British F-35Bs deploying to the South China Sea next year may not meet key reliability metrics set by an American government watchdog, its annual report has revealed.
The US Department of Defense's Director of Operational Test and Evaluation (DOTE) warned that the multinational F-35B fighter jet fleet is lagging behind a key flight-hours metric needed to show maintenance maturity.
On top of that, the supersonic stealth jet project's move towards Agile methodology for "minimum viable product" (MVP)-phased development of critical flight and weapons software every six months is a "high risk" strategy, according to DOTE.
The F-35B fleet worldwide needs to rack up 75,000 flight hours before DOTE thinks it has gathered enough data to meet the contract spec. Currently the B model has just 45,000 hours across the board – and with HMS Queen Elizabeth due to deploy to the Pacific next year with two squadrons of F-35Bs aboard, this could mean the aircraft carrier will set sail with jets that haven't met their required reliability standard. So far the B fleet is unable to meet its target of flying for 12 hours or more between critical failures.
Software development processes used to build F-35 software also fall under DOTE's remit, and the auditor is not impressed by what it saw.
In its report (PDF, 14 pages), DOTE said it "assesses the MVP and 'agile' process as high risk due to limited time to evaluate representative IDT/OT data before fielding the software," adding:
Testing will not be able to fully assess fielding configuration of the integrated aircraft, software, weapons, mission data, and ALIS capabilities prior to fielding. The aggressive 6-month development and fielding cycle limits time for adequate regression testing and has resulted in significant problems being discovered in the field.
ALIS is the F-35's notorious maintenance software. Last seen on El Reg having been given Internet Explorer 11 compatibility two years ago, we now learn from DOTE that version 3.6, which was intended to be the Windows 10-compatible version with "cybersecurity improvements" will now no longer be developed. Instead the F-35 Joint Project Office, the US military unit in charge of F-35 development, "announced it plans to release capabilities via smaller, more frequent service pack updates."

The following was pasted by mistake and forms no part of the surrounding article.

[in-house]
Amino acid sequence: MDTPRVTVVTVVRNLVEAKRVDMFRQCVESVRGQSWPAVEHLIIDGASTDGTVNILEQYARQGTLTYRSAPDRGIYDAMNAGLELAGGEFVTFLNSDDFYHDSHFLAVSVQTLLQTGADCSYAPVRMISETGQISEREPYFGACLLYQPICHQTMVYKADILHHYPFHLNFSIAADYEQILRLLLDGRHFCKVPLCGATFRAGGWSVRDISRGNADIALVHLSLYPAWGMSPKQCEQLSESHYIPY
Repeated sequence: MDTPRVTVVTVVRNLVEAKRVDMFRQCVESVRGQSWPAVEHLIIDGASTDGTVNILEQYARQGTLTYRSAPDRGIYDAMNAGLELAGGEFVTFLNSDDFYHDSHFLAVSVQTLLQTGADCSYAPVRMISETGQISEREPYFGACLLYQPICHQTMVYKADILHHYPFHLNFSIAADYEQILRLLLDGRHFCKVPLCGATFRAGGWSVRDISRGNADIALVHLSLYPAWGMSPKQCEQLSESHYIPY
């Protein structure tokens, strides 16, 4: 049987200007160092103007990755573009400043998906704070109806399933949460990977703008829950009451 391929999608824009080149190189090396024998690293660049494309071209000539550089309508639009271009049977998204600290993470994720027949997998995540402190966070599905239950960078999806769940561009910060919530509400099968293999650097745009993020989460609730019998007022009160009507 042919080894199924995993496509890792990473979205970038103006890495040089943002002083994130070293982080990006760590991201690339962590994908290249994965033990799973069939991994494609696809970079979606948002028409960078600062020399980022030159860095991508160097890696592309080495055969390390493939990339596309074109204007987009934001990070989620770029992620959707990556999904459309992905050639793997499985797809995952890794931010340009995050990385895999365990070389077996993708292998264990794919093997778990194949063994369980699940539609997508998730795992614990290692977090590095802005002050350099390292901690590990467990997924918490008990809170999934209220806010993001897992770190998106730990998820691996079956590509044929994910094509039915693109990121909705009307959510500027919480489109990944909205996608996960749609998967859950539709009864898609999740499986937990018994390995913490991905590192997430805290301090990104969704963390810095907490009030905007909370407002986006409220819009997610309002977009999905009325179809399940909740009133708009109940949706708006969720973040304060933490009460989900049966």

This, wailed DOTE, "increases timeline uncertainty and schedule risk for corrections to ALIS deficiencies, particularly those associated with cybersecurity and deploying Windows 10."
Comically, the F-35 JPO has also drunk the DevOps Kool-Aid for these ALIS service packs – giving it the genuine codename "Mad Hatter". DOTE appeared unsure whether Mad Hatter was DevOps-based or agile, however, commenting: "It is unclear that new approaches, such as ALIS NEXT and 'Mad Hatter' will sufficiently improve ALIS, or if more resources are needed."
ALIS NEXT is an insourcing of ALIS by the US government, which plans to stick it on a public-sector-owned cloud in addition to having local deployments following F-35 squadrons around with large numbers of servers in tow.
Infosec? Config confusion? Meh
Concerningly for the main F-35 programme, cybersecurity requirements laid down by DOTE still have not been met. Despite previous years' reports stating that Lockheed Martin (builder of the F-35) and the US government alike needed to sharpen up, DOTE said: "Cybersecurity testing to date during [initial testing] continued to demonstrate that vulnerabilities identified during earlier testing periods still have not been remedied."
On top of that, an increasing number of deployed software versions and hardware (as in onboard computer) configurations pose a potential threat to reliability. Block 3F is the current main build of F-35 onboard software, with Block 4 being the next scheduled major release, though earlier versions of Block 3 are still in use.
Warning of the problems in store, DOTE said: "These configurations include the fielded TR-2 processors and [EW, electronic warfare; i.e. radar jamming] system for Block 3F, new EW equipment in Lot 11 and later aircraft, an improved display processor that may be added to TR-2, new TR-3 open-architecture processors to enable Block 4 capabilities and other avionics for later increments in Block 4. Adequate plans for supporting all these configurations do not appear to be in place."
The F-35B continues to be the only modern fighter jet capable of operating from Britain's two new aircraft carriers, HMS Queen Elizabeth and HMS Prince of Wales. ®